Micha Feigin

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Time-of-flight (ToF) cameras calculate depth maps by reconstructing phase shifts of amplitude-modulated signals. For broad illumination of transparent objects, reflections from multiple scene points can illuminate a given pixel, giving rise to an erroneous depth map. We report here a sparsity-regularized solution that separates K interfering components(More)
This paper introduces an adaptive threshold algorithm based on variational methods which generalizes the Mumford-Shah and Chan-Vese functionals. It assumes a piecewise smooth model of the image and a closed contour, realized as the zero level set of a function. This functional is built upon an adaptive threshold surface coupled with the smoothed image. The(More)
Signal and image processing have seen an explosion of interest in the last few years in a new form of signal/image characterization via the concept of sparsity with respect to a dictionary. An active field of research is dictionary learning: the representation of a given large set of vectors (e.g. signals or images) as linear combinations of only few(More)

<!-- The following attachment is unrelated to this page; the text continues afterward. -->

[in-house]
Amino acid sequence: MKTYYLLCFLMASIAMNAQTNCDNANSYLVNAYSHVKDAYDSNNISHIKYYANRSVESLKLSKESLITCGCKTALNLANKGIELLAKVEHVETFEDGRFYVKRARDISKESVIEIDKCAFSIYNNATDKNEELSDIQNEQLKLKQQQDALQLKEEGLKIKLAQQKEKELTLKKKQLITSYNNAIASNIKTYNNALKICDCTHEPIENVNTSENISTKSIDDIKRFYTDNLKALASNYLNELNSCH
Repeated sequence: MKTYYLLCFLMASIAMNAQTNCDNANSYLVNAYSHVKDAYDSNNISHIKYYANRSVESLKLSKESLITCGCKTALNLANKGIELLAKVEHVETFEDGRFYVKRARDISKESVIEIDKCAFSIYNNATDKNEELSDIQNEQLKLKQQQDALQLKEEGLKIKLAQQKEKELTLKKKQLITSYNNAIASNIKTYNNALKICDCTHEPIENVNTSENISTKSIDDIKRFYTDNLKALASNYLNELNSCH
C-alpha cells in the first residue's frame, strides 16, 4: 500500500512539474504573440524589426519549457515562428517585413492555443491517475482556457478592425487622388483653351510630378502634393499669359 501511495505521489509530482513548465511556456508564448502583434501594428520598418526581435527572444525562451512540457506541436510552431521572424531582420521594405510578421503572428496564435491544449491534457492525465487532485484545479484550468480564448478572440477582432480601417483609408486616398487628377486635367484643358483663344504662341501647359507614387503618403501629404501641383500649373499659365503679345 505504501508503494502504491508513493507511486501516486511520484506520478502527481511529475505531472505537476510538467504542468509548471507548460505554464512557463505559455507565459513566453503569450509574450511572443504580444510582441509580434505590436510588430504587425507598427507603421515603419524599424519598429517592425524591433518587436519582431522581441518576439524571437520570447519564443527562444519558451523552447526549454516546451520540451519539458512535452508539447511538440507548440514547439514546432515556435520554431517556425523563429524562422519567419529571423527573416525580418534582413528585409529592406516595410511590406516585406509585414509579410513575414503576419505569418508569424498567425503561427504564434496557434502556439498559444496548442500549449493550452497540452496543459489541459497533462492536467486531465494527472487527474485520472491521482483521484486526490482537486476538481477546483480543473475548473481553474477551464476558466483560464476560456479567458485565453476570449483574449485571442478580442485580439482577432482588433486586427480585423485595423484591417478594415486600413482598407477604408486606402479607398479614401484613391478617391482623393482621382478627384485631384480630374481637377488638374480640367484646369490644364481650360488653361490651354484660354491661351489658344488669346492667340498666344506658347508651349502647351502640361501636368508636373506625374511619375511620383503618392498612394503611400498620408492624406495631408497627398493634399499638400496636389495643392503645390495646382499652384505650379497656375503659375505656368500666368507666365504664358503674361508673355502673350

We present a novel approach for evaluation of position and orientation of geometric shapes from scattered time-resolved data. Traditionally, imaging systems treat scattering as unwanted and are designed to mitigate the effects. Instead, we show here that scattering can be exploited by implementing a system based on a femtosecond laser and a streak camera.(More)
Seeing around corners, in the dark, and through smoke is difficult without specialized sensors[Velten et al. 2012], and so far impossible with a mobile phone. We use an active audio system to sense objects around occluders. Current techniques perform passive localization of sound sources with a microphone array, however, we demonstrate that with one(More)
The need for the reconstruction and quantification of visualized objects from light microscopy images requires an image formation model that adequately describes the interaction of light waves with biological matter. Differential interference contrast (DIC) microscopy, as well as light microscopy, uses the common model of the scalar Helmholtz equation. Its(More)